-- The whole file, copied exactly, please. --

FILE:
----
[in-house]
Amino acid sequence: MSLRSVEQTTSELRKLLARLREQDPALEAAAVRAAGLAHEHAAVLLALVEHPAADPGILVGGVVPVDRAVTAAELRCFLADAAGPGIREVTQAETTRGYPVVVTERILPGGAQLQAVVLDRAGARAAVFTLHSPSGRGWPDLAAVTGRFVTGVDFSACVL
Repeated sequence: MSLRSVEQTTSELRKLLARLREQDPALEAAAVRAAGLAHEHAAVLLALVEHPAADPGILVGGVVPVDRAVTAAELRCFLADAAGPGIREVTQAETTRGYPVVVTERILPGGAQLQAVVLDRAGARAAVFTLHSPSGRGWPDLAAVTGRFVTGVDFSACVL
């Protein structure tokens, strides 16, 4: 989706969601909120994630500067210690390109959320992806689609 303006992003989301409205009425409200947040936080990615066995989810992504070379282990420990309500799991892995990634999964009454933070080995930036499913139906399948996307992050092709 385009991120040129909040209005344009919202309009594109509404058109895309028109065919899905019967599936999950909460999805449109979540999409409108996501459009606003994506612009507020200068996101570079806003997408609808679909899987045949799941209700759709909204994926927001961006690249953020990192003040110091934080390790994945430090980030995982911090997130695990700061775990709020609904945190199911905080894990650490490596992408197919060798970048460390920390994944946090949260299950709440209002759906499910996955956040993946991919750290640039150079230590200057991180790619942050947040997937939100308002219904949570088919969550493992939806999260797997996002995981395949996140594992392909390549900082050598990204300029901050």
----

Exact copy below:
[in-house]
Amino acid sequence: MSLRSVEQTTSELRKLLARLREQDPALEAAAVRAAGLAHEHAAVLLALVEHPAADPGILVGGVVPVDRAVTAAELRCFLADAAGPGIREVTQAETTRGYPVVVTERILPGGAQLQAVVLDRAGARAAVFTLHSPSGRGWPDLAAVTGRFVTGVDFSACVL
Repeated sequence: MSLRSVEQTTSELRKLLARLREQDPALEAAAVRAAGLAHEHAAVLLALVEHPAADPGILVGGVVPVDRAVTAAELRCFLADAAGPGIREVTQAETTRGYPVVVTERILPGGAQLQAVVLDRAGARAAVFTLHSPSGRGWPDLAAVTGRFVTGVDFSACVL
């Protein structure tokens, strides 16, 4: 989706969601909120994630500067210690390109959320992806689609 303006992003989301409205009425409200947040936080990615066995989810992504070379282990420990309500799991892995990634999964009454933070080995930036499913139906399948996307992050092709 385009991120040129909040209005344009919202309009594109509404058109895309028109065919899905019967599936999950909460999805449109979540999409409108996501459009606003994506612009507020200068996101570079806003997408609808679909899987045949799941209700759709909204994926927001961006690249953020990192003040110091934080390790994945430090980030995982911090997130695990700061775990709020609904945190199911905080894990650490490596992408197919060798970048460390920390994944946090949260299950709440209002759906499910996955956040993946991919750290640039150079230590200057991180790619942050947040997937939100308002219904949570088919969550493992939806999260797997996002995981395949996140594992392909390549900082050598990204300029901050």